The gold medal winner from 2012 relies on her faith following a disappointing Rio Olympics
This year faith has taken center stage at the Olympics, and with all the news articles about successful athletes who take their faith seriously you might get the impression that a strong faith in God naturally leads to a gold medal.
Experience teaches us that often the reverse is true. Take Job for example; ask him if his steadfast faith was constantly rewarded with earthly glory.
Or ask Missy Franklin, the breakout star of the 2012 Olympics who won four gold medals and one bronze in London, becoming “one of America’s new sweethearts.” Franklin is well known for her strong Christian faith, having attended Regis Jesuit High School in Aurora, Colorado.
She told Catholic News Service, “My experiences at Regis Jesuit have absolutely impacted my spiritual life, in so many ways. I am considering converting to Catholicism; I’m currently Protestant… Going into Regis Jesuit, my faith was not a very big aspect of my life. Taking my first theology classes, going to my first Masses, going on my first retreats, I began to realize how important God is in my life and how much I love him and need him.”
In an interview with BeliefNet she further explained her time at the Catholic high school, “One of my favorite times is going to our beautiful school chapel and spending time with God… I attended Kairos with my Regis Jesuit sisters and it changed my life forever. I now really work on keeping my faith strong.” Franklin also related how she would pray to God before and after races, asking him for guidance.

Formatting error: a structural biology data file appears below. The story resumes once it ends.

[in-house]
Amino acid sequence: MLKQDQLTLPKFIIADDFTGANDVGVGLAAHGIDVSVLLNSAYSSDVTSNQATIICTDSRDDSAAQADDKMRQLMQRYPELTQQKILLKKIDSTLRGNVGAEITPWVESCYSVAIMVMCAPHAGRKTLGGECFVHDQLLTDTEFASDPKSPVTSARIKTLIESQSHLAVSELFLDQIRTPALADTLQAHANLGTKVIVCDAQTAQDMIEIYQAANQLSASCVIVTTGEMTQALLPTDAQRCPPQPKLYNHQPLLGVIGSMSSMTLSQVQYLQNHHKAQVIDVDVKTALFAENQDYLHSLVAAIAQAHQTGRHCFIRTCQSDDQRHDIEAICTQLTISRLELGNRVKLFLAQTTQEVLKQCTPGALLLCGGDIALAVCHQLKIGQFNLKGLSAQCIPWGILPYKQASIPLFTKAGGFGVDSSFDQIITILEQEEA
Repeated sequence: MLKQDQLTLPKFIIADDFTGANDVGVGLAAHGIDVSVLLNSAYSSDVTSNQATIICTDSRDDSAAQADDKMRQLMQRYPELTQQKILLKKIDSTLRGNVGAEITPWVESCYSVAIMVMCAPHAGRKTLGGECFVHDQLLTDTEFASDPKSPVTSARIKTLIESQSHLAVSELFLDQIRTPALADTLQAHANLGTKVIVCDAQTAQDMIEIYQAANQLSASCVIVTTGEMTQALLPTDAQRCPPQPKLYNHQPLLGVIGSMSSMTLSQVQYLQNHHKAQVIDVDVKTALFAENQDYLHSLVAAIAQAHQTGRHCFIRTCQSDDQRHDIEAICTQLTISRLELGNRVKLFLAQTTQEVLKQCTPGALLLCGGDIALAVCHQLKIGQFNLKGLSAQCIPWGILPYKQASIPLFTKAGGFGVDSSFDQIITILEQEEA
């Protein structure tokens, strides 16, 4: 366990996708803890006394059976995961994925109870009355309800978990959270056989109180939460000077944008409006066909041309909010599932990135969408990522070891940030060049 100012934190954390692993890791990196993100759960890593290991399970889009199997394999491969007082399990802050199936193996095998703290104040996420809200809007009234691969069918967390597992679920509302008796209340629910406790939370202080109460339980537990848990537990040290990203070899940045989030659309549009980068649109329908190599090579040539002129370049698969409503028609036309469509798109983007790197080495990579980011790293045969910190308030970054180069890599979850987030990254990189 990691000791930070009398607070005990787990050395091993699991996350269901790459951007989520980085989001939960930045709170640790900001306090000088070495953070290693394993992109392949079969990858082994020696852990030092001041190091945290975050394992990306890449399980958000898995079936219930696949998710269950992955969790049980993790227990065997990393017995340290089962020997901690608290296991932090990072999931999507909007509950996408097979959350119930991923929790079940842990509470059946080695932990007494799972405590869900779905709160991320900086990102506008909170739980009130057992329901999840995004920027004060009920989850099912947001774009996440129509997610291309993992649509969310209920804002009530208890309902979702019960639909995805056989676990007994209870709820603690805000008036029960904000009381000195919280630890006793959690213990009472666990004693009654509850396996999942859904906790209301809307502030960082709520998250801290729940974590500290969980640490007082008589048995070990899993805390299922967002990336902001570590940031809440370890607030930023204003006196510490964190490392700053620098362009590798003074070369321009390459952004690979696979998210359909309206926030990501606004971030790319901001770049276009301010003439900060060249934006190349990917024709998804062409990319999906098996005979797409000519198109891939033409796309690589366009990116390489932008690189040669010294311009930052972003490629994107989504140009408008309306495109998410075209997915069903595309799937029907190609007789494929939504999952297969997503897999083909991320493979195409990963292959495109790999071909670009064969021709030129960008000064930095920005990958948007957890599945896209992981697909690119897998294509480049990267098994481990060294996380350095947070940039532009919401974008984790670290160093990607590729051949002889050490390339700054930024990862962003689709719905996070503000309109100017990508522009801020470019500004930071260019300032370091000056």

Most recently she retweeted a picture of members of the USA Olympic swim team with Protestant evangelical Louie Giglio thanking him for leading the team in devotions. She also posted on Instagram about Bible studies she attended on her 21st birthday.
Some people might think Missy’s strong faith must have helped her win another four more gold medals in Rio. How did she do?
After arriving in Rio, she failed to qualify for the 200-meter freestyle final and only won a gold medal because of her performance in a preliminary heat for the 200-meter freestyle relay; she was replaced in the relay final by another swimmer.
She told Good Morning America, “By far, it’s been the most disappointed I’ve ever been in any athletic performance, so for that to line up at the Olympics is not ideal, obviously… But, you know, that positivity just comes from knowing that I did the best that I possibly could and it just wasn’t my week… It’s heartbreaking that all the hard work and sacrifices I made just didn’t show up, but I know that they will eventually and I think I’m going to be so much stronger after this experience.”
Franklin shows us that faith can also help a person see the big picture when it appears that God is no longer present. She was able to see through the poor performances and recognize that the losses will make her “much stronger” in the long run. Faith gives a person a proper perspective on life.
She is planning to recommit herself to swimming and hopes to give her all in 2020.
In the end, the deep religious convictions of the Olympic athletes this year attest to the reality that faith helps a person in times of both success and failure. God is present in the good and bad in life, and teaches us to accept both as gifts for his greater glory.
“We accept good things from God; should we not accept evil?” (Job 2:10)